Date: Mon, 13 May 2002 09:21:55 -0700 (PDT)
From: cal godot 
Subject: Re: [PKD] TTOTA: Ch 1-2

Wow, Joe beat me to it! I was going to post an opening message for the group
read today, with a reminder that we may all be using different editions of the
novel, so page numbers may or may not be helpful. (I cannot resist decades of
proper schooling, so I'm using page numbers. For the record, I use the standard
Vintage edition, which was first published in 1991.)

--- Joe Morris  wrote:

> Chapter 1 begins with Angel Archer attending a radio-mystic/philosopher's
> talk in the bay area.  The talk and John Lennon's death that morning
> allow PKD to meditate on the 1960's and philosophy in general as
> we get to know Angel and her complex life.

These are also the two central themes of the novel - mysticism and death. John
Lennon is a touchstone for both, and his death is a bit of foreshadowing: a
cultural icon brought down, much as Bishop Archer becomes (not to mention

Lennon was the eternal questioner in the Beatles. Even beyond George Harrison,
who pretty much latched onto 'Krishna-ism' (sorry, don't know what to properly
call it!) and stayed that spiritual course. Lennon was a gadfly, a wrench in
the works - "the only *real* artist in the group" a friend of mine is fond of
saying. His death is sudden, without warning, and comes at a time when he seems
to have found some "peace" with life.

Lennon's assassination symbolizes the "death of the 60s" for many. It clearly
carries this sort of weight for PKD and Angel Archer. "I feel like I'm back in
the Sixties, still married to Jefferson Archer." But Angel resists nostalgia,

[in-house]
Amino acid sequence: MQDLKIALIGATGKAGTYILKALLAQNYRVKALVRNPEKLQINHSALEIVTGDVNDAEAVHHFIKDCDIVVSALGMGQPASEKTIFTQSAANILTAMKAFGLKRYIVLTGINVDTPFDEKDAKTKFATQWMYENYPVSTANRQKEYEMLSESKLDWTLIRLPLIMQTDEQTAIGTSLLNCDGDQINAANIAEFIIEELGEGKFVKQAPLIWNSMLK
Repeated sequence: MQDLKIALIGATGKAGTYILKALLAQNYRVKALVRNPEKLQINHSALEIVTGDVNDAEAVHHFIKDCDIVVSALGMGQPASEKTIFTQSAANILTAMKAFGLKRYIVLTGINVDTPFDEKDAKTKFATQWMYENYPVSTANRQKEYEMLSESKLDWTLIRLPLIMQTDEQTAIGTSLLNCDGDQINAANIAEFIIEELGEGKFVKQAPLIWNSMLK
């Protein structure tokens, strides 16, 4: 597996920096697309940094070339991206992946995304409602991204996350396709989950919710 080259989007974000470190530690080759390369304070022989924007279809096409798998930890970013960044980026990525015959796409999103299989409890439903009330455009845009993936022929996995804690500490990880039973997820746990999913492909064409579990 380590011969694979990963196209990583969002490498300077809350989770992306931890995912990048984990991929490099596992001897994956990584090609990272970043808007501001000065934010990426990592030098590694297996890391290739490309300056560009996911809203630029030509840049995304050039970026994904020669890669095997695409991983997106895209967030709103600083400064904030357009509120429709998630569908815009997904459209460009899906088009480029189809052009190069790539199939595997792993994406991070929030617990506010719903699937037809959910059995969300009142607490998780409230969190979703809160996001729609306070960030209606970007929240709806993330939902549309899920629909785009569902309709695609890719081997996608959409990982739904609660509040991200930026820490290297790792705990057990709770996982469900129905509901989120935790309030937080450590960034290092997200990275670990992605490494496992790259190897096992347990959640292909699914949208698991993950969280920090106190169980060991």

recalling that she "never cared for the Beatles" and concluding that Rubber
Soul is "insipid" (p. 2). Angel displays this same tenacious skepticism when it
comes to mystical matters - she questions her own questioning/seeking.

> It's off to a roaring start

The opening to me is PKD at his most masterful. You know Angel Archer before
the first page is turned.

> Questions I had:
>   Is the Episcopal Church a "catholic church" as the Bishop says?
>     Do they have Jesus on the cross in their church?

"Catholic with a small c," as my Eastern Orthodox pal reminds me often. (He
should join this discussion, as I think he lurks on this list.)

An Episcopal churches I once frequented (they had free food & movies on Sunday
nights, which were both a boon in my impoverished college years) follow what I
call the Crucifixion Routine: for the majority of the year, the cross hangs
empty. This is because, well, the cross hangs empty, Jesus defeated death, etc.
At some point during Holy Week they will do the stations of the cross, at the
end of which they will hang the crucifix with the suffering Christ. Of course
he pulls a vanishing act come Easter Sunday. 

I'll add more later. 

yr pal cal

All that we see or seem
Is but a dream within a dream.
            --Edgar Allen Poe

Do You Yahoo!?
LAUNCH - Your Yahoo! Music Experience